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Tip of the Week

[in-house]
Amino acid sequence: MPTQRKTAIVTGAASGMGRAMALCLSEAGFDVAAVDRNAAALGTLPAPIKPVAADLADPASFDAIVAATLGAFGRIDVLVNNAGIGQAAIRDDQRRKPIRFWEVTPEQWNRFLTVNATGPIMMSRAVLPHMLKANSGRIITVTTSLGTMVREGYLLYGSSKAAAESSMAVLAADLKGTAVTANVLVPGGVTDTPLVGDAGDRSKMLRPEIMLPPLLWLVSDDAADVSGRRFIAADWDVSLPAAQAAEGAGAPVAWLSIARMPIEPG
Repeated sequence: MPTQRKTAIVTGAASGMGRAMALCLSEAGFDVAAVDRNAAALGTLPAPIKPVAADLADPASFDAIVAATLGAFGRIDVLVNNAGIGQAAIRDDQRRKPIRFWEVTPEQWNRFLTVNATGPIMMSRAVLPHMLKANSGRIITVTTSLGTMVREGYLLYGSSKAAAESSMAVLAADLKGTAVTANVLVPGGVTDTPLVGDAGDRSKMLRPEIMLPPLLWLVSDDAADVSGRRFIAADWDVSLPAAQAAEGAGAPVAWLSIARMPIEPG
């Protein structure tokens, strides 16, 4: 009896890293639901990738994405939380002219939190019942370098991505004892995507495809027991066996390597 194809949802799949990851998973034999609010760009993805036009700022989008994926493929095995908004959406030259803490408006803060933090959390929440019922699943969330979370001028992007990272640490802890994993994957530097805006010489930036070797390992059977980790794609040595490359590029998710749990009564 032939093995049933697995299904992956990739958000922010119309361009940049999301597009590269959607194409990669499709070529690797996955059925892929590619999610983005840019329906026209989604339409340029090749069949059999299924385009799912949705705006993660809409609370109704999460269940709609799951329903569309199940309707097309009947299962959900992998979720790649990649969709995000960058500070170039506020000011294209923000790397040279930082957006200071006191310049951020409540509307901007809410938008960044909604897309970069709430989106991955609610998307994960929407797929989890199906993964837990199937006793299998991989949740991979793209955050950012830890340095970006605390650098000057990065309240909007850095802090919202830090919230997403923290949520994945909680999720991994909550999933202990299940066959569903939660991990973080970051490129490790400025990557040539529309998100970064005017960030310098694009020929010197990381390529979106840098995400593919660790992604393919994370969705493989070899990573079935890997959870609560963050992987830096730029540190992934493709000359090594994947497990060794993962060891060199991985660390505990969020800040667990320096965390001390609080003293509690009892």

If you see black or rotting bottoms on your tomatoes, peppers or eggplants (less common), it is most likely blossom end rot. Tomato varieties that set all of its fruit at once (determinate) are commonly affected; cherry tomatoes rarely get blossom end rot. It is caused by a calcium deficiency in your plants caused by soil deficiencies or from uneven watering (calcium is not taken up). Mulch around your plants to help conserve the moisture and remove affected fruit. If your soil has sufficient calcium, then no supplement is needed. Deep cultivation can damage roots which in turn may impair nutrient and water uptake. Don’t over fertilize your plants with high nitrogen either. Excessive nitrogen will lead to more foliage which will reduce the amount of calcium available to the fruit.

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